- Offer quick and easy pet tips (training, treats, exercise, socialization, etc.)
- For key holidays, ask for photos and stories with a contest to be featured or win a free dog collar… for Halloween costumes, Easter costumes, best dog house that you built yourself, favorite vet stories, etc.
ROI is not easy to measure in social media but start with the easy stuff. Watch analytics to see how your posting strategy is impacting your engagement with existing followers (the quantity of “likes,” comments, etc.) and how the quantity of followers is impacted (rising or decreasing).
Analytics are currently only available on Facebook and are referred to as, “Insights.” Use this data to fine-tune and optimize your planning going forward. This is an ongoing process as your communication and consumers’ mindset changes quickly in this day and age.
Remember, your primary goal is to increase engagement with more likes, comments, shares, retweets, etc.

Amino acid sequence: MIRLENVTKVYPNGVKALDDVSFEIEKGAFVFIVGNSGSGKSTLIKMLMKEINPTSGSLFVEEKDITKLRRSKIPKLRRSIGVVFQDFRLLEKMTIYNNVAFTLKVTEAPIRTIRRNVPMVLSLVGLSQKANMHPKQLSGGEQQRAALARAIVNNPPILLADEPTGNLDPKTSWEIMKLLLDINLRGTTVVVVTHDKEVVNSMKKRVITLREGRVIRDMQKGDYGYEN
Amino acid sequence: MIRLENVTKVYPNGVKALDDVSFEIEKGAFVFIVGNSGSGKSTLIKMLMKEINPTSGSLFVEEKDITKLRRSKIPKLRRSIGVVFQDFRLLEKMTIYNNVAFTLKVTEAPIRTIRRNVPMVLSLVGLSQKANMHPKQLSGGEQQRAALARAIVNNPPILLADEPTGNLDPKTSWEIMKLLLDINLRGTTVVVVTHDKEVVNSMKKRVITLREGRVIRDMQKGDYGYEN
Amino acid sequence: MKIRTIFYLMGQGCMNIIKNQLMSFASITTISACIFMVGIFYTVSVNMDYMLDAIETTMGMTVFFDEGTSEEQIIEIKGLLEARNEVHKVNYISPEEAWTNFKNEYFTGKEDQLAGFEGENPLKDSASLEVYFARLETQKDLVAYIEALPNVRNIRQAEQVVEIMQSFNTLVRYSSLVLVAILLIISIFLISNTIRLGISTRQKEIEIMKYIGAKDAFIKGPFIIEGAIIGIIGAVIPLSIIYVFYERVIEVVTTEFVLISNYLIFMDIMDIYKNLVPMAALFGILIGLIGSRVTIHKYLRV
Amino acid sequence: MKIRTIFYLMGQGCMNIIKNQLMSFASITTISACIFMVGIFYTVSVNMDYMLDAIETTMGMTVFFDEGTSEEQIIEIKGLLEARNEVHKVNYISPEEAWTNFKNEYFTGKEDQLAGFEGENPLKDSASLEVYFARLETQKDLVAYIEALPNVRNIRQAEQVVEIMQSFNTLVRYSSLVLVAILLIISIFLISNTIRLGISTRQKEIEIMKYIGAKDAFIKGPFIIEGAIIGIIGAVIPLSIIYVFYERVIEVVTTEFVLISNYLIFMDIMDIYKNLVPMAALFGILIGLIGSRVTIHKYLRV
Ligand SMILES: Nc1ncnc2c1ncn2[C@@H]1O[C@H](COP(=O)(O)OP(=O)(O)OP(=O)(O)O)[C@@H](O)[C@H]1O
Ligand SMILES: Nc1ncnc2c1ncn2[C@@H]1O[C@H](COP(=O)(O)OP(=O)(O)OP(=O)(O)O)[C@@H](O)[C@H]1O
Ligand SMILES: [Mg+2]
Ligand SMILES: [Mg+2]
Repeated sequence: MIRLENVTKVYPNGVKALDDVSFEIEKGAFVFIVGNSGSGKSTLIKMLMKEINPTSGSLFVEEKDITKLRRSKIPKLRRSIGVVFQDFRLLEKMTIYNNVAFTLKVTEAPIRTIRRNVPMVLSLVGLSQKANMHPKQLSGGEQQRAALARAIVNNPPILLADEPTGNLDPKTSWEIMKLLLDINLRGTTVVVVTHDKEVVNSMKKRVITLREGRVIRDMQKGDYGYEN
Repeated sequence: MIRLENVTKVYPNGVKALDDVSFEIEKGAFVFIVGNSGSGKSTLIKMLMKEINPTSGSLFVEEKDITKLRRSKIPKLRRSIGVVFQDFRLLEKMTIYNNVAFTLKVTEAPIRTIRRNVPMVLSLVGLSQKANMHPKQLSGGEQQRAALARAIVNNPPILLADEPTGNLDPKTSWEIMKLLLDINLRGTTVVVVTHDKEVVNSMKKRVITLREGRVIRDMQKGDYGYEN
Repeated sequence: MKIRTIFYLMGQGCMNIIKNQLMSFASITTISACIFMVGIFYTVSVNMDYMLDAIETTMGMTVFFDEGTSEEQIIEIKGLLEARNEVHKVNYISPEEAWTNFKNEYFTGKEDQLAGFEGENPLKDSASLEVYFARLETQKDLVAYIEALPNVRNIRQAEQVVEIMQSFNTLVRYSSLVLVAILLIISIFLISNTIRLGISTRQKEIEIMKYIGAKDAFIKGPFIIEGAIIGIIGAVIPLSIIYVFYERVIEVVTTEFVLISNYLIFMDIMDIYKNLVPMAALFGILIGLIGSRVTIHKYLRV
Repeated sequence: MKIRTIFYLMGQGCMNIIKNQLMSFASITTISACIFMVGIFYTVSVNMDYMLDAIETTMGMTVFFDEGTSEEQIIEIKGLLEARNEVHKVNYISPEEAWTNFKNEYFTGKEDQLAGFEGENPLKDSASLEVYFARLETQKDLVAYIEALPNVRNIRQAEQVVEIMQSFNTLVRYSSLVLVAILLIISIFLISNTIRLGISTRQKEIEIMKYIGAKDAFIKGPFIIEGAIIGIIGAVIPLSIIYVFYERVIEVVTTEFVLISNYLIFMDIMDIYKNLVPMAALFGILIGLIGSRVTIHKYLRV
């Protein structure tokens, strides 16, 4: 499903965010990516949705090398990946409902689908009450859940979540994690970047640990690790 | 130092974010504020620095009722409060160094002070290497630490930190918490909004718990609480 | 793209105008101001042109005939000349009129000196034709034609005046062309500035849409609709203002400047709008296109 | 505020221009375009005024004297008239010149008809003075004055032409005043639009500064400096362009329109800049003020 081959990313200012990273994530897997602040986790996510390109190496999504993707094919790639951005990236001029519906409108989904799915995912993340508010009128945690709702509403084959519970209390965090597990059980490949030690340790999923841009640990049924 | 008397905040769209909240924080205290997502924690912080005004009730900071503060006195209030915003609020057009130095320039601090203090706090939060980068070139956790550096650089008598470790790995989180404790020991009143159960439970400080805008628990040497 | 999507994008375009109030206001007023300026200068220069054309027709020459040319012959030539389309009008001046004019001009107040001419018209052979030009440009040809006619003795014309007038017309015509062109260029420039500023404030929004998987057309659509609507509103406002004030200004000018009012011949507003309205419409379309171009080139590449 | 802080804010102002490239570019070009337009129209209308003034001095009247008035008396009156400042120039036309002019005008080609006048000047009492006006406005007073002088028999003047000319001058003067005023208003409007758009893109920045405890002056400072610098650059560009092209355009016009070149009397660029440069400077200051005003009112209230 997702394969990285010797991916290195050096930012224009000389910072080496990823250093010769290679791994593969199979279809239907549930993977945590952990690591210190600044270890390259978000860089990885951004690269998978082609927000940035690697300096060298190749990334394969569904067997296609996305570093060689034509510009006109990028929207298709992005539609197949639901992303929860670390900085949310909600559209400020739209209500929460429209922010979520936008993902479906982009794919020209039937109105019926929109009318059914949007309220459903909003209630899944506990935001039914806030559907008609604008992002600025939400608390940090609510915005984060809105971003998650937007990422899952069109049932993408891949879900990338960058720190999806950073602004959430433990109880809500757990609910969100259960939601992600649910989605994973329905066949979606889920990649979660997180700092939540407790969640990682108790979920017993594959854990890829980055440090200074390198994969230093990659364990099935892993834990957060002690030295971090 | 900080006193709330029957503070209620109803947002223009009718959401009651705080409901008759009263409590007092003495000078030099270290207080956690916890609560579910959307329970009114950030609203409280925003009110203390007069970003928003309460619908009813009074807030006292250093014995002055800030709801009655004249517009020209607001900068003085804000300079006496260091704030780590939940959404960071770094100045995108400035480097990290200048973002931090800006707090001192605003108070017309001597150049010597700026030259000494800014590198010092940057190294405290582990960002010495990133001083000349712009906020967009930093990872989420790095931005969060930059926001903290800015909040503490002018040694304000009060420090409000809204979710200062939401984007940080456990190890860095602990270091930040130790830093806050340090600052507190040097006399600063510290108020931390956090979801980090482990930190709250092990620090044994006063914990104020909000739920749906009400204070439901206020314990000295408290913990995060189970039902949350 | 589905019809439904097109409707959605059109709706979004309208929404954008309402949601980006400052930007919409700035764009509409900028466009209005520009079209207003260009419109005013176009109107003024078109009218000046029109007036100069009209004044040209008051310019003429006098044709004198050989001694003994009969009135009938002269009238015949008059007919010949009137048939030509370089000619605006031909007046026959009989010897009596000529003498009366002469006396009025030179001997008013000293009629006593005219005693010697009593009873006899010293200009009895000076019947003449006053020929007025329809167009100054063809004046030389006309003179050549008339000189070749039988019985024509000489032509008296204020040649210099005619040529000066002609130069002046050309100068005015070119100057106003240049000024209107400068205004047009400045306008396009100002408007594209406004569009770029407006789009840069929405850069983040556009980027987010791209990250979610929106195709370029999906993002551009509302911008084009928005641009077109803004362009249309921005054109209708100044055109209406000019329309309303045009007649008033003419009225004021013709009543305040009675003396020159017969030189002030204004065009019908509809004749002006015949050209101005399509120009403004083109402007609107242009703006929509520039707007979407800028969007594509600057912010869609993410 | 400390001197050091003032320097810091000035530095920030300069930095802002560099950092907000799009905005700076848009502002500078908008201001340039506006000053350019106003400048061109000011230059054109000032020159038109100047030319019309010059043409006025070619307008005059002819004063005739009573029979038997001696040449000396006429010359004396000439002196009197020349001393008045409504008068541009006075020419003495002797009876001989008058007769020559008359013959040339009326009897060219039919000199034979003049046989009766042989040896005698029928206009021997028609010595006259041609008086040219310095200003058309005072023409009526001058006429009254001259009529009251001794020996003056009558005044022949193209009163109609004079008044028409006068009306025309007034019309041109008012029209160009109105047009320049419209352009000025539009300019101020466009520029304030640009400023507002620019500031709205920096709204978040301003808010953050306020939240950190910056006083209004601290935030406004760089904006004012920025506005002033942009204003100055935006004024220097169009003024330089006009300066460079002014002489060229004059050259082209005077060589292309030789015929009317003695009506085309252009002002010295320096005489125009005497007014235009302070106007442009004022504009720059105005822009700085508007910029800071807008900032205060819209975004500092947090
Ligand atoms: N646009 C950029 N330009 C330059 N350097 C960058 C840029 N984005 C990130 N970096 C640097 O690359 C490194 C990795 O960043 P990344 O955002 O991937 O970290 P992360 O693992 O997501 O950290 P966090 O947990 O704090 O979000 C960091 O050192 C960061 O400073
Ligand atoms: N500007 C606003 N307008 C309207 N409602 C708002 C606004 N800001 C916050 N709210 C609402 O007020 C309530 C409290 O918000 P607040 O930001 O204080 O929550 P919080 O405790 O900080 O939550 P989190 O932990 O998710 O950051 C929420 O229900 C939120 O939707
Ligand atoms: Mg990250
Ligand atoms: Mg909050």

Social media is all about sharing and interacting with others in a community setting, so do not forget to share the love. It is important whenever possible that you personally repost your own company’s content.
If you have reviewed external content carefully and it is not competitive with your business and it shares a common mission or personality, go ahead and repost (retweet, repin, share on Facebook). This will demonstrate that you are looking out into the world for the best content for your followers while also showing that you are not a selfish company.
It will feel more inviting and honest to your customer and will also invite others to share your content in-kind. Retweeting is especially helpful as it gives your brand exposure to new followers, including industry experts and specialists who will add credibility to your offering.
Social Media Best Practices Video
One of Godfathers when it comes to social media is Gary Vaynerchuk founder of Vayner Media and author of numerous books. In his interview with Bloomberg he shares some of his enthusiastic tips on how to make the most of your social media efforts and how to be authentic when engaging in social media.
Check out Gary Vaynerchuk’s book Jab, Jab, Jab, Right Hook: How to Tell Your Story in a Noisy Social World.
Be Prepared For Change…
Nine steps may make it seem easy, but it isn’t. The social network is a living and breathing organism that is ever-changing so you must be prepared to adapt and learn as you go. It is also the place to meet your customers where they are, building trust to turn them into loyal customers.
What has worked best for you on social media? What has not worked at all?